All the films from all the editions, including those subsequently removed, presently totalling 1177. An easy way of seeing how…
The Killing of a Chinese Bookie
A proud strip club owner is forced to come to terms with himself as a man, when his gambling addiction gets him in hot water with the mob, who offer him only one alternative.
Road House's super baddie Ben Gazzara as a strip club owner with a gambling addiction. When his debt blazes out of control, he's forced to commit a deadly sin in John Cassavetes's sweaty lusty intoxicating film noir. Large ketchup bottle. Stiff drink. Ben Gazzara's white leisure suit. Meaningful meaningless chit-chat. The way Ben Gazzara smokes. Vince's nose. Big pimpin' Seymour Cassel. Bootleg Strip Club DJ. Champagne hottie. Real motherfuckers drink Dom Pérignon straight from the bottle. Pitch-perfect piano music. John Cassavetes's directing skills blow me away. The way his lens captures everyday life and raw human emotion is straight money. Sexy as fuck striptease. Runaway tits. Poetic poetry. Shaggy doggie. The Shining Poster Playboy Playmate. Seymour Cassel wasn't born old?…
Ben Gazzara's performance here is one of those that so captures an actor's essence that it would be pointless to think about anyone else in the role. Beyond all the Cassavetes grace notes-- the dingy texture of the nightclub, the evident affection for his cast of outcasts and rogues, the dread-inducing inevitability of the title-- there's Gazzara, a wannabe big-shot who lacks the means, the common sense, and the luck to lead the kind of life he feels he deserves. His gregariousness becomes tragic.
Watched the '78 re-edit, for two reasons: (1) from what I can determine, Cassavetes felt rushed in 1976 and wound up releasing the film in a form that was essentially unfinished, and (2) my beef with most of his work boils down to "overlong and undisciplined," so the shorter version seemed like it would constitute the fairer shake. Now, however, after quite enjoying Chinese Bookie at 108 minutes, I find myself thinking it would work even better at 135, with the burlesque material intact (even though more of Mr. Sophistication might be painful to endure). The movie's superb ending, which reveals the extent to which Cosmo perceives his business as his calling and his performers as his family (and…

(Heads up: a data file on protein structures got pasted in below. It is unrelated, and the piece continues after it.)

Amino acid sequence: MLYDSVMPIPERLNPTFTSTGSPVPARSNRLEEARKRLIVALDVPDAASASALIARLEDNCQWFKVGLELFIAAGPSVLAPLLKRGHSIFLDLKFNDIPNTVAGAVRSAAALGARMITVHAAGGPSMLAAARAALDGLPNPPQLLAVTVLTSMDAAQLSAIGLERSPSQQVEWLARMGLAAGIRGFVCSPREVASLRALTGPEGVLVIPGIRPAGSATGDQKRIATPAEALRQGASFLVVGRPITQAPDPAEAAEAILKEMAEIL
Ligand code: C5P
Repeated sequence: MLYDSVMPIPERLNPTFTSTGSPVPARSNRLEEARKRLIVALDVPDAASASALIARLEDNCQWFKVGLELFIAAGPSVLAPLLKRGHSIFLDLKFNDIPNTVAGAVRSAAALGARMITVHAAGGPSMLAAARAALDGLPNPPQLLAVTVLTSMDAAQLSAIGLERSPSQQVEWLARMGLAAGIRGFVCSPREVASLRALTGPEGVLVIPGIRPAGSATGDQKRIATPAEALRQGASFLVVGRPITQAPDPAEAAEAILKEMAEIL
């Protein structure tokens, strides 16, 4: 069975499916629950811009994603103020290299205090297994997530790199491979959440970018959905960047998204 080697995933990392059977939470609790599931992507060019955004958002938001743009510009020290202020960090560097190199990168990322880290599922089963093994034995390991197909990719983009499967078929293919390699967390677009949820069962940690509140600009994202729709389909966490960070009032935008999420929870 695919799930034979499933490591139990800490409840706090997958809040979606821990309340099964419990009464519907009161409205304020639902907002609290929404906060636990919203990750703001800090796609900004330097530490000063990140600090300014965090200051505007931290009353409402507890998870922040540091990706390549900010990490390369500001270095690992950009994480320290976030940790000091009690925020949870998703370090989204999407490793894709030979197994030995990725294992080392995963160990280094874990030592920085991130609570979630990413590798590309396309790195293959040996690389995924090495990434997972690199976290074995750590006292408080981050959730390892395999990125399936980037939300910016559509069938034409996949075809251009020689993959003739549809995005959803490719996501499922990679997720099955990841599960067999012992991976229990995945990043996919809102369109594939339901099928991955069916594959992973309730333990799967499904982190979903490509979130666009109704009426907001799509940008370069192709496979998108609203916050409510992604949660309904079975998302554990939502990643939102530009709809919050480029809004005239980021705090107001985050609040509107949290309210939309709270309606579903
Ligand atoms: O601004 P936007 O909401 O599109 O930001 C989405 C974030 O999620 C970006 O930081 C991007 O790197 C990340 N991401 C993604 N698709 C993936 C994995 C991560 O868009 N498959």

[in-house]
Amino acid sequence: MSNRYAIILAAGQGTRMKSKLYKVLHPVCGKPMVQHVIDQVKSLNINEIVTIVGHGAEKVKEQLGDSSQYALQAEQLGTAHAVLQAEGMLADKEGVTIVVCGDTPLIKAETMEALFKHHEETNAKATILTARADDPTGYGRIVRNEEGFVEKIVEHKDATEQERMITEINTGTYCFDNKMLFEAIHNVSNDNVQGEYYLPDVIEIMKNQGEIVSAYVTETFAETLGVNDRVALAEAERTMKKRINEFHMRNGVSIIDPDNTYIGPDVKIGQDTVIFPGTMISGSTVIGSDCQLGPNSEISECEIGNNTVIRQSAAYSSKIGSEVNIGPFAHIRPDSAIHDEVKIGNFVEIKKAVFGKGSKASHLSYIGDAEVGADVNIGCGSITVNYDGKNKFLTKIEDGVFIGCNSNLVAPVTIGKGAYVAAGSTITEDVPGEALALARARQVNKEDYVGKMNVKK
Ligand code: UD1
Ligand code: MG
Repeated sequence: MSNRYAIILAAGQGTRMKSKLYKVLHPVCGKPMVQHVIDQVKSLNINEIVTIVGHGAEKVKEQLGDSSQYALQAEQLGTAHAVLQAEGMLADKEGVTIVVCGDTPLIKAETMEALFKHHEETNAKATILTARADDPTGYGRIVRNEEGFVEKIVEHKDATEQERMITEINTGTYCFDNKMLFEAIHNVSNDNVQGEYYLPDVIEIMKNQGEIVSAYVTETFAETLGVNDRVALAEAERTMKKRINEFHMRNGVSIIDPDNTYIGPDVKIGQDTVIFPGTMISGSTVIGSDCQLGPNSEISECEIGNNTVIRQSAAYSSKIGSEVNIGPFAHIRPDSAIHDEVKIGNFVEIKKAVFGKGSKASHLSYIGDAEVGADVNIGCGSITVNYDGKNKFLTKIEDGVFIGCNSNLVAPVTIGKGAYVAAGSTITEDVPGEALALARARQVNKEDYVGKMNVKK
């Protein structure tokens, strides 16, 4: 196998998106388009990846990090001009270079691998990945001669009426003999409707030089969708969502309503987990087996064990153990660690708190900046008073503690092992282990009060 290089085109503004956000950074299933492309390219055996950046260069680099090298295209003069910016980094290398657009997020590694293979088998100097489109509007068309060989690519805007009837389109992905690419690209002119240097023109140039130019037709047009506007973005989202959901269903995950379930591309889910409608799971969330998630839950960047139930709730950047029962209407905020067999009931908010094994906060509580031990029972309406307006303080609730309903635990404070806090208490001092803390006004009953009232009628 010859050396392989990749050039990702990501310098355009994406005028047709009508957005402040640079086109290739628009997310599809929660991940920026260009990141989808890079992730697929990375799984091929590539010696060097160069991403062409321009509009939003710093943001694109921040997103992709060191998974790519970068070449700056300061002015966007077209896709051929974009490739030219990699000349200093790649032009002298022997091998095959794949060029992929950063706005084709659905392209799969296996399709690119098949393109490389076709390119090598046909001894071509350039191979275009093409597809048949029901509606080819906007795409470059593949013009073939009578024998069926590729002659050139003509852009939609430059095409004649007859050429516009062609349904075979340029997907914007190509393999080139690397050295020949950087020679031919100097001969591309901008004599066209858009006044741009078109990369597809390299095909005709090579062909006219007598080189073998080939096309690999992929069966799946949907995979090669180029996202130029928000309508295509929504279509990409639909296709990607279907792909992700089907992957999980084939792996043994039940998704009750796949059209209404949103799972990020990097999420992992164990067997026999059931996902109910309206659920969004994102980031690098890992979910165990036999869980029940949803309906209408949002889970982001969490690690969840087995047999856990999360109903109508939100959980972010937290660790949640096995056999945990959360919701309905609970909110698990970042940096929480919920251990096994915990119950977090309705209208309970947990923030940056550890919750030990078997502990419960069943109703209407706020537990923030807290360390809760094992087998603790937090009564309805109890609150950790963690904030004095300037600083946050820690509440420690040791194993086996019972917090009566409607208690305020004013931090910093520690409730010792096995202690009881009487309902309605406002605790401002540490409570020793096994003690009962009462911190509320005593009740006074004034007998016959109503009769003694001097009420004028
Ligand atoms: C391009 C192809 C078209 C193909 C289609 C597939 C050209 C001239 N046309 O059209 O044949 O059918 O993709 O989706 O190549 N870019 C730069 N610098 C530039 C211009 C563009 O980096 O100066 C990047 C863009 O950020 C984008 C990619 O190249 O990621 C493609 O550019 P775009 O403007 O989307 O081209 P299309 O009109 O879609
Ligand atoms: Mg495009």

Viewed 108 minute cut
The Killing of a Chinese Bookie is Film-noir at its most shadowy and anti-climatic, favoring the quiet anticipation within the darkness and sparkling city lights instead of blazing dialogue moments and conventional techniques. Ben Gazzara is a magnetic presence, and he grounds the film in a way that prevents the story from crumbling under the weight of Cassavetes' prominent interest in unorthodox styling.
The Killing of a Chinese Bookie feels like another example of a performer gluing a story together from previous remnants, and while I admire the craft, it's another example of a Cassavetes film leaving me lukewarm.
You'll never guess what happens to the Chinese bookie.